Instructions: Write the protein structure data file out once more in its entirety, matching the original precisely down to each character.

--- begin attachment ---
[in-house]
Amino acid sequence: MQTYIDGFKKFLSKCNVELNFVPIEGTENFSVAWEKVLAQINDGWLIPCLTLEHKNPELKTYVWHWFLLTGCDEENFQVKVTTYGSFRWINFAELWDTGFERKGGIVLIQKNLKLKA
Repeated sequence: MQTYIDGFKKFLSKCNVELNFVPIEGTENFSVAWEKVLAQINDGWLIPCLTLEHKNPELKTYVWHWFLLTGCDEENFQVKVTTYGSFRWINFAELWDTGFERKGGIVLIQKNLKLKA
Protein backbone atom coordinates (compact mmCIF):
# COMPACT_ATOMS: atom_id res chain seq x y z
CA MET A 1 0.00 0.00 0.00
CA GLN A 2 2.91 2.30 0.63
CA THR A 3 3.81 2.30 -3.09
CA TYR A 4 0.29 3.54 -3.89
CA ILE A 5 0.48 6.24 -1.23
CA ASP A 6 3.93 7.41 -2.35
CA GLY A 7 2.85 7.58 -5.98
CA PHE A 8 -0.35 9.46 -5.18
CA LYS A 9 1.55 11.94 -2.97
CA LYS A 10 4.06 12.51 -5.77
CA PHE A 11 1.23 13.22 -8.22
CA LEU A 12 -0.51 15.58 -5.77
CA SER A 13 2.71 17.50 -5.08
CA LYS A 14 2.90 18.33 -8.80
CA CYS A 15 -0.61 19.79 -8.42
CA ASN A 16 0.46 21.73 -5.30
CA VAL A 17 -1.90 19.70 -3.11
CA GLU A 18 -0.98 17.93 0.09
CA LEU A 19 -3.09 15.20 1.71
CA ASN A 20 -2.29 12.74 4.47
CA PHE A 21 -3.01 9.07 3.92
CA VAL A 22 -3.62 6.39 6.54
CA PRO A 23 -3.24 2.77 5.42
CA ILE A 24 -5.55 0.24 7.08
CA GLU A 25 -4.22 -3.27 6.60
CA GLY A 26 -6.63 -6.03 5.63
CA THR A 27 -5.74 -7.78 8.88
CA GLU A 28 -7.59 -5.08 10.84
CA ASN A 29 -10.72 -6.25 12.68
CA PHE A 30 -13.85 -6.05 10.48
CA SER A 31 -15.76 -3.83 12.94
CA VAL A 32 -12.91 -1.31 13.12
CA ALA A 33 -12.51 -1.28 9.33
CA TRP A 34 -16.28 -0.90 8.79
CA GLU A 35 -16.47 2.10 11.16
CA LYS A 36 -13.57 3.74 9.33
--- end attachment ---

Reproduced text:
[in-house]
Amino acid sequence: MQTYIDGFKKFLSKCNVELNFVPIEGTENFSVAWEKVLAQINDGWLIPCLTLEHKNPELKTYVWHWFLLTGCDEENFQVKVTTYGSFRWINFAELWDTGFERKGGIVLIQKNLKLKA
Repeated sequence: MQTYIDGFKKFLSKCNVELNFVPIEGTENFSVAWEKVLAQINDGWLIPCLTLEHKNPELKTYVWHWFLLTGCDEENFQVKVTTYGSFRWINFAELWDTGFERKGGIVLIQKNLKLKA
Protein backbone atom coordinates (compact mmCIF):
# COMPACT_ATOMS: atom_id res chain seq x y z
CA MET A 1 0.00 0.00 0.00
CA GLN A 2 2.91 2.30 0.63
CA THR A 3 3.81 2.30 -3.09
CA TYR A 4 0.29 3.54 -3.89
CA ILE A 5 0.48 6.24 -1.23
CA ASP A 6 3.93 7.41 -2.35
CA GLY A 7 2.85 7.58 -5.98
CA PHE A 8 -0.35 9.46 -5.18
CA LYS A 9 1.55 11.94 -2.97
CA LYS A 10 4.06 12.51 -5.77
CA PHE A 11 1.23 13.22 -8.22
CA LEU A 12 -0.51 15.58 -5.77
CA SER A 13 2.71 17.50 -5.08
CA LYS A 14 2.90 18.33 -8.80
CA CYS A 15 -0.61 19.79 -8.42
CA ASN A 16 0.46 21.73 -5.30
CA VAL A 17 -1.90 19.70 -3.11
CA GLU A 18 -0.98 17.93 0.09
CA LEU A 19 -3.09 15.20 1.71
CA ASN A 20 -2.29 12.74 4.47
CA PHE A 21 -3.01 9.07 3.92
CA VAL A 22 -3.62 6.39 6.54
CA PRO A 23 -3.24 2.77 5.42
CA ILE A 24 -5.55 0.24 7.08
CA GLU A 25 -4.22 -3.27 6.60
CA GLY A 26 -6.63 -6.03 5.63
CA THR A 27 -5.74 -7.78 8.88
CA GLU A 28 -7.59 -5.08 10.84
CA ASN A 29 -10.72 -6.25 12.68
CA PHE A 30 -13.85 -6.05 10.48
CA SER A 31 -15.76 -3.83 12.94
CA VAL A 32 -12.91 -1.31 13.12
CA ALA A 33 -12.51 -1.28 9.33
CA TRP A 34 -16.28 -0.90 8.79
CA GLU A 35 -16.47 2.10 11.16
CA LYS A 36 -13.57 3.74 9.33